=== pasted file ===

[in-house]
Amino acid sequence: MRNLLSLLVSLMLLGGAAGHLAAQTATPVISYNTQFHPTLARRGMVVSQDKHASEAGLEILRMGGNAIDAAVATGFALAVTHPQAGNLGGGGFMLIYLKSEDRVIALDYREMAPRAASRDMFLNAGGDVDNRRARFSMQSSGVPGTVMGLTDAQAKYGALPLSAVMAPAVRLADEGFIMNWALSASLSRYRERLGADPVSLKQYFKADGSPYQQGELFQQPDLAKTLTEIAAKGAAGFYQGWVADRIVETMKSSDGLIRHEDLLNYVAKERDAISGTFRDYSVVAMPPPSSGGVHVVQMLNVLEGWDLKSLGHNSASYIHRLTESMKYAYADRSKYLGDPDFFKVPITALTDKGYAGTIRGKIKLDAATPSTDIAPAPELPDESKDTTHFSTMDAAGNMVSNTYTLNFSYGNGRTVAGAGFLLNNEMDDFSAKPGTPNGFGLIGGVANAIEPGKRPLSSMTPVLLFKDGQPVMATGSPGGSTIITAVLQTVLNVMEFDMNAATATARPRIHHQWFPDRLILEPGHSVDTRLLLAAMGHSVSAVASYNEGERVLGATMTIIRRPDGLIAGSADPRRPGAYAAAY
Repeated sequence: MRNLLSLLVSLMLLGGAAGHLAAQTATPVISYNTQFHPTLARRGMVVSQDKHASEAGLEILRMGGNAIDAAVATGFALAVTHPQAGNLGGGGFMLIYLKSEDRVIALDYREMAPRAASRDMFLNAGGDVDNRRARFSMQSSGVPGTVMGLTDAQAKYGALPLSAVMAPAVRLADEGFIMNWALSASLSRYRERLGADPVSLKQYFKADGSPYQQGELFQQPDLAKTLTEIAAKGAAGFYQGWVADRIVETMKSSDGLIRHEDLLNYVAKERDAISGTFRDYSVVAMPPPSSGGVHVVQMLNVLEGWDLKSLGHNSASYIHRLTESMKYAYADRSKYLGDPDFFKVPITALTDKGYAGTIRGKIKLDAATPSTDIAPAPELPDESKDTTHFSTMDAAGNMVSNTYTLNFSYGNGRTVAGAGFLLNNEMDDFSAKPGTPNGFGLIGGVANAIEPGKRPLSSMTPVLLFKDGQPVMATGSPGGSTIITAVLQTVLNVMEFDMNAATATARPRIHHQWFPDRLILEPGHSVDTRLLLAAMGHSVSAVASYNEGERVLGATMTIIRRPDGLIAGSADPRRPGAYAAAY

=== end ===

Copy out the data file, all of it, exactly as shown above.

[in-house]
Amino acid sequence: MRNLLSLLVSLMLLGGAAGHLAAQTATPVISYNTQFHPTLARRGMVVSQDKHASEAGLEILRMGGNAIDAAVATGFALAVTHPQAGNLGGGGFMLIYLKSEDRVIALDYREMAPRAASRDMFLNAGGDVDNRRARFSMQSSGVPGTVMGLTDAQAKYGALPLSAVMAPAVRLADEGFIMNWALSASLSRYRERLGADPVSLKQYFKADGSPYQQGELFQQPDLAKTLTEIAAKGAAGFYQGWVADRIVETMKSSDGLIRHEDLLNYVAKERDAISGTFRDYSVVAMPPPSSGGVHVVQMLNVLEGWDLKSLGHNSASYIHRLTESMKYAYADRSKYLGDPDFFKVPITALTDKGYAGTIRGKIKLDAATPSTDIAPAPELPDESKDTTHFSTMDAAGNMVSNTYTLNFSYGNGRTVAGAGFLLNNEMDDFSAKPGTPNGFGLIGGVANAIEPGKRPLSSMTPVLLFKDGQPVMATGSPGGSTIITAVLQTVLNVMEFDMNAATATARPRIHHQWFPDRLILEPGHSVDTRLLLAAMGHSVSAVASYNEGERVLGATMTIIRRPDGLIAGSADPRRPGAYAAAY
Repeated sequence: MRNLLSLLVSLMLLGGAAGHLAAQTATPVISYNTQFHPTLARRGMVVSQDKHASEAGLEILRMGGNAIDAAVATGFALAVTHPQAGNLGGGGFMLIYLKSEDRVIALDYREMAPRAASRDMFLNAGGDVDNRRARFSMQSSGVPGTVMGLTDAQAKYGALPLSAVMAPAVRLADEGFIMNWALSASLSRYRERLGADPVSLKQYFKADGSPYQQGELFQQPDLAKTLTEIAAKGAAGFYQGWVADRIVETMKSSDGLIRHEDLLNYVAKERDAISGTFRDYSVVAMPPPSSGGVHVVQMLNVLEGWDLKSLGHNSASYIHRLTESMKYAYADRSKYLGDPDFFKVPITALTDKGYAGTIRGKIKLDAATPSTDIAPAPELPDESKDTTHFSTMDAAGNMVSNTYTLNFSYGNGRTVAGAGFLLNNEMDDFSAKPGTPNGFGLIGGVANAIEPGKRPLSSMTPVLLFKDGQPVMATGSPGGSTIITAVLQTVLNVMEFDMNAATATARPRIHHQWFPDRLILEPGHSVDTRLLLAAMGHSVSAVASYNEGERVLGATMTIIRRPDGLIAGSADPRRPGAYAAAY